By Amaris Castillo
The Secret of the Plátano opens up with a dark blue sky twinkling with stars, a full moon, and banana leaves.
“Under the full moon, we will dance,” I read to my 3-year-old son on a recent Tuesday night.
We were on his Captain America bed and I was excited to include Luz Maria Mack’s new picture book as part of our nightly storytime.
“Where are the bananas?” my son asked, lifting his head from his pillow to peer curiously at the page.
“Right here,” I told him, pointing at the big leafy plants bearing fruit. “They’re the banana leaves. Plátano leaves.”
The Secret of the Plátano (out today by Soaring Kite Books) is about a grandmother who helps lead her grandson through an enchanted dance in the campo. During the dance, she helps her grandson listen for the great secret of the plátanos. The book features beautiful prose by Mack, who is originally from Villa Mella, Dominican Republic, and luscious illustrations by Dominican illustrator Stephany Mesa.
As I read the story to my son, the secret kept us intrigued. We couldn’t wait to find out what it was.
The Secret of the Plátano was inspired by a dream the author had of her late maternal grandmother, Luz Maria Morel, who died when Mack was 16 years old. In March of 2020, Mack remembered feeling many emotions as the COVID pandemic upended the lives of many. Her father, who has contracted coronavirus, had to be hospitalized. During this time, Mack said she continued working on what she loves: writing.
One night, she had a dream with her late abuela.
“It felt very beautiful. I felt the warmth of the wind and everything,” Mack told me over the phone recently. “But it felt strange to me because I wasn't myself. I was a young boy, and I was seeing myself from the outside and looking at my grandmother dancing around. It was just beautiful.”
When Mack awoke the next day, she wrote about it.
“There were no words exchanged throughout the entire dream, just us dancing,” she said. “I remember feeling not only my smallness, but also feeling eternal. And I think that’s the word I want to focus on. Because even though she wasn’t there, there was something very eternal about that moment. It lives and replays in my head.”
Mesa’s illustrations in The Secret of the Plátano beautifully capture a finca with plátano trees. The bespectacled grandmother was also drawn with great care, in a striped dress as she twirls with her grandson. In Mesa’s note at the end of the book, the illustrator said she channeled her childhood while working on this book – “running between plátanos in Bonao.”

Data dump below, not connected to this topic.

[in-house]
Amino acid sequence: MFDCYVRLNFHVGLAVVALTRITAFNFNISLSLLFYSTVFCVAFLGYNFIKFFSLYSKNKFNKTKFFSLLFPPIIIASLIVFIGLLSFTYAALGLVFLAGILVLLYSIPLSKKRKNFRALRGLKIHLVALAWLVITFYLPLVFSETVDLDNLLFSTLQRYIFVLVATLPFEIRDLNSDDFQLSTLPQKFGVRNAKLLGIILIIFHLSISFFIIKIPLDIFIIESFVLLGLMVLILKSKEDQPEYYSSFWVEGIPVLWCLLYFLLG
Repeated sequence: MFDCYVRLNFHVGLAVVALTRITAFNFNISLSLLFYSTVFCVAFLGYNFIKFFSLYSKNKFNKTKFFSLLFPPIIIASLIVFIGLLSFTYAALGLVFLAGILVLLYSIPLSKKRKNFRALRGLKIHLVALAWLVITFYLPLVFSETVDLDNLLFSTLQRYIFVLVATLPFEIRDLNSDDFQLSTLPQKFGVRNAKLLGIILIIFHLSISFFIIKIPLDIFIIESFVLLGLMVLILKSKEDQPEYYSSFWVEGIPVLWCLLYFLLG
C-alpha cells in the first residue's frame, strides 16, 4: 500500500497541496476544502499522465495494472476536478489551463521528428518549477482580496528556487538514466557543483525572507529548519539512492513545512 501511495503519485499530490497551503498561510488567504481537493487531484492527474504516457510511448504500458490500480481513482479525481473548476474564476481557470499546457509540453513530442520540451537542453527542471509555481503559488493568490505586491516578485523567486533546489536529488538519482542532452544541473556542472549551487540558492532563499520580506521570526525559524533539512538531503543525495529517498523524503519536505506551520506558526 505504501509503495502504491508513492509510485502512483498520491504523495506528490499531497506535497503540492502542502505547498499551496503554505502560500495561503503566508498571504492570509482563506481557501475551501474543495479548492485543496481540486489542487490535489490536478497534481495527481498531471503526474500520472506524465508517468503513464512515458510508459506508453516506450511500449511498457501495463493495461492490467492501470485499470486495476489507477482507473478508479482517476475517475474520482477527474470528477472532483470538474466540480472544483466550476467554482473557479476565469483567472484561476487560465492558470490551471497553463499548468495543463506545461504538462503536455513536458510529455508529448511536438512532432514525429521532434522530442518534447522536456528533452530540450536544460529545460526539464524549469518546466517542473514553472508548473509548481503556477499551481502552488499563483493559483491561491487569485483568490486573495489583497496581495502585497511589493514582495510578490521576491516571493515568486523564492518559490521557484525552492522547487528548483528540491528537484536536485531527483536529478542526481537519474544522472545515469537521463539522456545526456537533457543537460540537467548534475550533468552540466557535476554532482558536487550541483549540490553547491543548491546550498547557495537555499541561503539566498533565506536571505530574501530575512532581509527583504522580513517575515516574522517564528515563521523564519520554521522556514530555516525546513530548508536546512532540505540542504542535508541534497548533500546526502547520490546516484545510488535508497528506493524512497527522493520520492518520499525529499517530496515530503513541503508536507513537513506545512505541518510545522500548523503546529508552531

Mack told me she hopes readers think about the richness of Dominican culture after reading her book. She added that there’s always talk about the Dominican Republic’s beaches and food. But Mack was more interested in the richness of the land.
“I wanted to show un campo… you don’t see a toy, you don’t see an iPhone, you don’t see computer desks anywhere near,” she said. “That magic of just our earth, of just having each other and enjoying our resources.”
Mack said she also hopes her book brings young readers a feeling of magical enchantment with their caretaker – and how they could have a beautiful bond with their elders, especially grandparents.
“I know that’s a very simplistic thing to say for young readers, but in many homes, many children don’t have a relationship with their grandparents,” she said. “And I hope that it motivates them to think about the older individuals at home.”
The Secret of the Platano Tree is also available in Spanish. You may purchase here or at a book retailer of your preference.
About the Author: Luz Maria Mack was born in Villa Mella, Dominican Republic, and immigrated to the United States as a young child with her family. She comes from a loving and big family that is a recipe for laughter and lots of beautiful memories. Luz earned a Masters degree in Public Administration from Metropolitan College of New York and works as a healthcare professional in New York City.
Amaris Castillo is a journalist, writer, and the creator of Bodega Stories, a series featuring real stories from the corner store. Her journalism has appeared in The New York Times, the Lowell Sun, the Bradenton Herald, Remezcla, Latina Magazine, Parents Latina Magazine, and elsewhere. Her creative writing has appeared in La Galería Magazine, Spanglish Voces, PALABRITAS, Dominican Moms be Like..., and is forthcoming in Quislaona: A Dominican Fantasy Anthology. Her short story, "El Don," was a finalist for the 2022 Elizabeth Nunez Caribbean-American Writers’ Prize by the Brooklyn Caribbean Literary Festival.
Amaris lives in Florida with her family. You can follow her work at amariscastillo.com and read her stories from the colmado at bodegastories.com.